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Publication numberUS3608032 A
Publication typeGrant
Publication dateSep 21, 1971
Filing dateMar 27, 1969
Priority dateMar 27, 1969
Publication numberUS 3608032 A, US 3608032A, US-A-3608032, US3608032 A, US3608032A
InventorsBoultinghouse Harold D
Original AssigneePhillips Petroleum Co
Export CitationBiBTeX, EndNote, RefMan
External Links: USPTO, USPTO Assignment, Espacenet
Method for making a flexible container portion
US 3608032 A
Abstract  available in
Images(1)
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Claims  available in
Description  (OCR text may contain errors)

United States Patent.

Harold D. Boultinghouse Bartlesville, Okla.

Mar. 27, 1969 Sept. 21, 1971 Phillips Petroleum Company Inventor Appl. No. Filed Patented Assignee METHOD FOR MAKING A FLEXIBLE CONTAINER PORTION 7 Claims, 2 Drawing Figs.

U.S. Cl. 264/ 138, 264/92, 264/161, 264/291, 264/322 Int. Cl; B29c 17/03, 329d 23/l 3 Field of Search 53/30;

264/92, DIG. 28, 291, 292, 322,161, 138

References Cited Primary Examiner-Robert F. White Assistant Examiner-Richard R. Kucia Attorney-Young and Quigg ABSTRACT: A method for fonning an integral flexible closure for a container, said method comprising the steps 01 heating an upper cross-sectional portion of said container, stretching said heated portion to form a film, and permitting the stretched portion to cool.

VACUUM PATENTED SEP21 l97l v 3 50 ,032

INVENTOR. H. D. BOULT I NGHOUSE A 7' TORNEVS METHOD FOR MAKING A FLEXIBLE CONTAINER PORTION This invention relates to containers. In one aspect it relates to a method for integrally forming a flexible closure in a rigid wall container.

In the packaging of granular material such as detergent, coffee, candy, and the like, it is desirable that the container have the structural strength ofiered by the rigid wall container and the accessibility offered by twist-wrap closures commonly associated with the film packaging art. The present invention presents a simplified method for providing a rigid wall container with an integral flexible closure portion.

This invention operates on the principle that thermoplastic material becomes soft and pliable when heated and hardened when cool. It has been found that when a cross-sectional upper portion of the container composed of thermoplastic material is heated to the softening point of that material, and stretched sufficiently to cause the heated portion to elongate thereby substantially reducing the thickness thereof, the stretched portion upon cooling remains flexible. The upper flexible material then can be twist-tied, forming the container closure. In addition to providing a closure integrally fonned with the container, the flexible closure portion can be folded into the rigid walls to permit nesting of the containers during transit and storage. Thus, it will be appreciated that the container formed by the method of this invention offers the struc tural strength of the rigid wall container and the convenience of the film twist-tie closure.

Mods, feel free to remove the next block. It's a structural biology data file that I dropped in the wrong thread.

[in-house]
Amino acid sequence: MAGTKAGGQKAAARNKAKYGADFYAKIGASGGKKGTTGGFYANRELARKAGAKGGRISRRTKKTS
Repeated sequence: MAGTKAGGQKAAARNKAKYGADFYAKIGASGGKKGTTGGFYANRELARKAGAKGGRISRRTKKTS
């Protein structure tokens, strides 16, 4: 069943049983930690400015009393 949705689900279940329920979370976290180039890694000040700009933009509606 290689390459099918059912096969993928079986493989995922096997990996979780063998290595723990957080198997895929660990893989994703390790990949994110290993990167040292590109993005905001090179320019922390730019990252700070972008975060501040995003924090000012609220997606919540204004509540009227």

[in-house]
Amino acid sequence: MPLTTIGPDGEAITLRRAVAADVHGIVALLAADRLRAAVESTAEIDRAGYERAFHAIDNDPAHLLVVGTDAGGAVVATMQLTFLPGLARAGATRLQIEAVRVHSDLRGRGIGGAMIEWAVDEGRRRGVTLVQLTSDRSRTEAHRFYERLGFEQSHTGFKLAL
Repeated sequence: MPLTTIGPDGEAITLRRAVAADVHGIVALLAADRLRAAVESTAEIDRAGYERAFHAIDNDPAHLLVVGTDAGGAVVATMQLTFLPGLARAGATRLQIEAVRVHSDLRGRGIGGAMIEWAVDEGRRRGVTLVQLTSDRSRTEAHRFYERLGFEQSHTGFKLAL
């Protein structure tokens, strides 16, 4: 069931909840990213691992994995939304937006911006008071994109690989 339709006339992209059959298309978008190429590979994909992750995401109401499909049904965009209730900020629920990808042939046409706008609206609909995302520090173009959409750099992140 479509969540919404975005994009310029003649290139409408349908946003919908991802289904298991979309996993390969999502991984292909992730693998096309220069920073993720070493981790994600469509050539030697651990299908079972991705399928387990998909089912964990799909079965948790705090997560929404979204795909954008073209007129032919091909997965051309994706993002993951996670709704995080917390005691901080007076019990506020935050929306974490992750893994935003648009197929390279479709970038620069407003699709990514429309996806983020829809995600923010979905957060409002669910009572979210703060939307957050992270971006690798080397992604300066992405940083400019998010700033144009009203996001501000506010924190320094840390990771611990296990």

FIG. 1 is a sectional view of the apparatus for carrying out the method of this invention; and

FIG. 2 is a perspective view of the container formed by the method of this invention.

The method of this invention will be described with reference to the apparatus shown in FIG. 1, it being understood that the apparatus shown is but one embodiment and that variations and modifications can be made therein. The apparatus includes a stationary frame 10, a pair of friction clips 11 and 12, electric heater 13, a movable container support 14, and power means, e.g., pneumatic cylinder 15, for moving the support 14 up and down as indicated by arrow 16. The clips ll, 12 and heater 13 are secured to the frame vertically spaced above and in axial alignment with the holder 14. The support 14 is provided with an internal passage 17 having upwardly opening ports 18. Line 19 is in fluid communication with passage 18 and leads to means (not shown) for evacuating the passage 18.